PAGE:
Facilitator holds final informal consultation on the UPR on 21st January
On January 21, UPR Facilitator and Ambassador of Morocco H.E. Mr. Omar Hilale held a final informal consultation to hear delegations' views on his presentation made on January 11.
Please find below a summary of States' reactions clustered by issues as contained in this January 11 Presentation assigning a colour to each proposal according to its degree of support:
- Green for issues with a wide convergence of views;
- Orange for issues that require further discussions;
- Red for issues with deep divergences
-*Issues in green
- Separate section in stakeholders' summary for NHRI
Egypt, on behalf of the Non Aligned Movement (NAM), expressed its support to the proposal to have a separate section in the Office of the High Commissioner for Human Rights (OHCHR) summary of stakeholders' information for National Human Rights Institutions (NHRI). Together with Algeria and Nigeria, they also insisted on the importance to open this dedicated section to all NHRIs and not only to A accredited ones. On the contrary, the United Kingdom and Canada wanted only A status NHRI to have a dedicated section in the document. The International Coordinating Committee of NHRI (ICC) asked for the document to be longer in order not to take away space from NGOs.
- Clear responses to recommendations
Egypt, on behalf of the NAM, opposed the proposal to request from States a clear position on all recommendations. They stated that asking States to say what recommendations they accepted and did not accept was enough. The Philippines asked for clarifications on what "clear responses" meant and if States would still be allowed to "take note". On the contrary, Hungary, on behalf of the European Union (EU), along with Norway, Austria, the Republic of Korea, the United States, Uruguay, the United Kingdom and the ICC called on States to provide clear responses to recommendations, and thereby supported this proposal. The United States went further, asking for it to be spelt out how States should respond to recommendations, Canada voiced its opinion that States should be able to simply provide a clear acceptance or rejection for each recommendation.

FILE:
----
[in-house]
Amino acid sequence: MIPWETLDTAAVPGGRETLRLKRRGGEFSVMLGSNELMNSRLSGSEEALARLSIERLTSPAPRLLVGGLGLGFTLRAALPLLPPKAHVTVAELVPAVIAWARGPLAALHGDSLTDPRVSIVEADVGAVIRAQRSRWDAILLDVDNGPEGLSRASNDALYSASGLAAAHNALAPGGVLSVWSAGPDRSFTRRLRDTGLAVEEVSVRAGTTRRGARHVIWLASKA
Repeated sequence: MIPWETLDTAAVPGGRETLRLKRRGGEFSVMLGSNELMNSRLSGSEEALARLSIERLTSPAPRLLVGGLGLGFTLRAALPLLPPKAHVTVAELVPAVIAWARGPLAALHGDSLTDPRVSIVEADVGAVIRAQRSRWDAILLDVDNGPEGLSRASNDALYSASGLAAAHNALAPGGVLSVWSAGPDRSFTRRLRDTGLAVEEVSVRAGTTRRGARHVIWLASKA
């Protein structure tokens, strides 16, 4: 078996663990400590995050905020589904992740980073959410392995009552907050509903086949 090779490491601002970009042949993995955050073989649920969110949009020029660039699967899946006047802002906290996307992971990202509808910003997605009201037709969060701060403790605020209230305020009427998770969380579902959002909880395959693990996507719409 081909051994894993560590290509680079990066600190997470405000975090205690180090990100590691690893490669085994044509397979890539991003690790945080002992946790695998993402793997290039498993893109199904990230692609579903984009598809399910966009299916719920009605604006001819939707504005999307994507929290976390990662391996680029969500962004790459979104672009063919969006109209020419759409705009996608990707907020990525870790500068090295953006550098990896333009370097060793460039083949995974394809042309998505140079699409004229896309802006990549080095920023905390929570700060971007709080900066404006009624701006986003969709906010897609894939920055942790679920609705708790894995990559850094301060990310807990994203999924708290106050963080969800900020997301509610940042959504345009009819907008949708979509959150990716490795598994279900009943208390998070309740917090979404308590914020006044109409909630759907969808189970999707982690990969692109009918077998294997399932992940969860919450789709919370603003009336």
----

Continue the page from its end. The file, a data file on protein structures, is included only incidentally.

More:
- Mid-term reports
According to Egypt, on behalf of the NAM, Azerbaijan and China, the follow-up mid-term reports should remain voluntary. Uruguay and the Philippines supported the proposal. The Russian Federation stated that this issue was not necessarily in green. Algeria noted that mid-term reports should be voluntary and that they need not be in written form, as they could be presented orally under item 6, at the high level segment or at the general segment of the HRC. On the contrary, Hungary, on behalf of the EU, as well as Canada, called for a stronger language on mid-term reporting and the latter asked for guidance and tools.
- Follow-up Consultations
In regards to the proposal to hold consultations with the civil society on the follow-up, Egypt, on behalf of the NAM, expressed the view that there was no need to mention it as the IB text already provides for national consultations. Algeria stated that those consultations should not necessarily include civil society.
- Length of the Interactive dialogue
Hungary, on behalf of the EU, the Republic of Korea, Azerbaijan, Canada and the ICC supported the proposal to allocate more time for the interactive dialogue. The United States opposed to the idea of proportionality between the State under Review and other States in the extension of the duration of the length of the interactive dialogue. Uruguay supported the extension by half-an-hour of Working Group adoptions at HRC plenary sessions.
- Focus of the second cycle
Hungary, on behalf of the EU, the United States and Canada objected to the proposal that the second cycle should also focus on the assessment of the assistance received. Hungary added that they did not recall any agreement on this issue. Norway suggested that the scope of the second cycle of the UPR be the same as the one for the first cycle. Austria called for a clear focus on the implementation.